"To” vs. “Too” vs. “Two”
This is a big one. I see this mistake all the time, way more than would typically be expected from typos alone.
“To” is one of the more widely used words in the English language and has
eight million several different definitions and parts of speech. In its most common contexts, it is used as part of infinitive verb phrases, such as in “to eat” or “to go,” and as a preposition with widespread connotations, such as in “Let’s go to the store,” “Give it to me,” “The Cubs are down 84 to 11 to the Pirates,” or “To this day, I hate mushrooms.” Think of it as the default of the two.
“Too,” on the other hand, is different. It can mean “in addition,” as in “I want to go, too!” or “You two hate to eat mushrooms and onions, too,” or can refer to excess or degree, as in “You are too funny!” “I drank too much last night,” or “Tom wasn’t too amused by Hannah’s theatrics.”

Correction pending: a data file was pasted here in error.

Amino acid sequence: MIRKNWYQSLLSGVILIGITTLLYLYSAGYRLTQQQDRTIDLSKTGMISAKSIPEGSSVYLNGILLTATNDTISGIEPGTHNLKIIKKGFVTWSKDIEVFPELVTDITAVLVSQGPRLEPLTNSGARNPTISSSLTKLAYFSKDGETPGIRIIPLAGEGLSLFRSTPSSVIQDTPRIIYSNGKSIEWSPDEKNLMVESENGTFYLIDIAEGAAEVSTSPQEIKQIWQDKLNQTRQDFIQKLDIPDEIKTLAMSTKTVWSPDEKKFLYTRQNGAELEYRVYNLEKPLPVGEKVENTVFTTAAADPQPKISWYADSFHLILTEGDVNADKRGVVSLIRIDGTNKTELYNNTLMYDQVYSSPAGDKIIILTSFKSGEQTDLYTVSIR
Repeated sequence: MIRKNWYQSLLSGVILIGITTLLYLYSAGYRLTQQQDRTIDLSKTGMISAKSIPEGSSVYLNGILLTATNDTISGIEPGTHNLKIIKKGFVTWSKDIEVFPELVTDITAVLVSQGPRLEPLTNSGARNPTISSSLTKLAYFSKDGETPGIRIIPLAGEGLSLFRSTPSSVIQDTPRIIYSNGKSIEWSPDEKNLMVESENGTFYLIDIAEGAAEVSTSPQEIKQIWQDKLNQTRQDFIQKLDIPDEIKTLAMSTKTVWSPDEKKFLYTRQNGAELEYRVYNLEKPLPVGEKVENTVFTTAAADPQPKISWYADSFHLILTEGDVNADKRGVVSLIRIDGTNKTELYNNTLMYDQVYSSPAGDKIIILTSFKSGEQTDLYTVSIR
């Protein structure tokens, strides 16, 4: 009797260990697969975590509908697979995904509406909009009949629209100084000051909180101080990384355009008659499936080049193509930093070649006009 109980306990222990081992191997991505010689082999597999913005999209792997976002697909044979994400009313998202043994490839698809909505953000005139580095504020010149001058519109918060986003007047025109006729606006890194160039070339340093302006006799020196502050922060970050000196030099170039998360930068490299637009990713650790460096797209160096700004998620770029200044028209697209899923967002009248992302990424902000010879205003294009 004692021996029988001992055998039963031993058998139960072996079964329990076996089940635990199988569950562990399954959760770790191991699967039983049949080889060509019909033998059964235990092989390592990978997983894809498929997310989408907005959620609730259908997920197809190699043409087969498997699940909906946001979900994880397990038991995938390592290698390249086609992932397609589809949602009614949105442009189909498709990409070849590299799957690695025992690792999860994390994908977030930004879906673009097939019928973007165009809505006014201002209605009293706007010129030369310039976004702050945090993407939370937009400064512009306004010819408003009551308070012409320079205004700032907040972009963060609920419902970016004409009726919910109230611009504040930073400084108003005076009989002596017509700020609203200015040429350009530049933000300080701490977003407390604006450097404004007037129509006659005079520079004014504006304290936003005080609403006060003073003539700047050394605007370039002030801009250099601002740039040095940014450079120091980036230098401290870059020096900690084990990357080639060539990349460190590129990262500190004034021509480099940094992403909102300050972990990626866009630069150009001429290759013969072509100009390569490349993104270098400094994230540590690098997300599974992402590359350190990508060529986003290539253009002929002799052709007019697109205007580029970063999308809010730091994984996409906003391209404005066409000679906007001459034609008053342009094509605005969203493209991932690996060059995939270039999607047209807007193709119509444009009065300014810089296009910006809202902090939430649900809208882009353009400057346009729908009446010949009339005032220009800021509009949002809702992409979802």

“Two” is simply the number 2, exclusively. (On a related note, in formal writing, numbers between 0-10 (some say 0-9, but it’s a typically a matter of preference) should be written out, as in “I have two siblings,” “There is zero doubt in my mind,” or “I was ten-and-a-half when the younger of the two was born,” while larger numbers are typically written in numerical format, as in “There are 8,459 other things I should be doing right now,” or “Dude, I like totally drank like 12 beers last weekend.”)
When in doubt, use “to,” but remember that if you’re meaning to say “in addition” or “to an excessive degree,” use “too.” If you’re referring to a numerical amount, use “two.”
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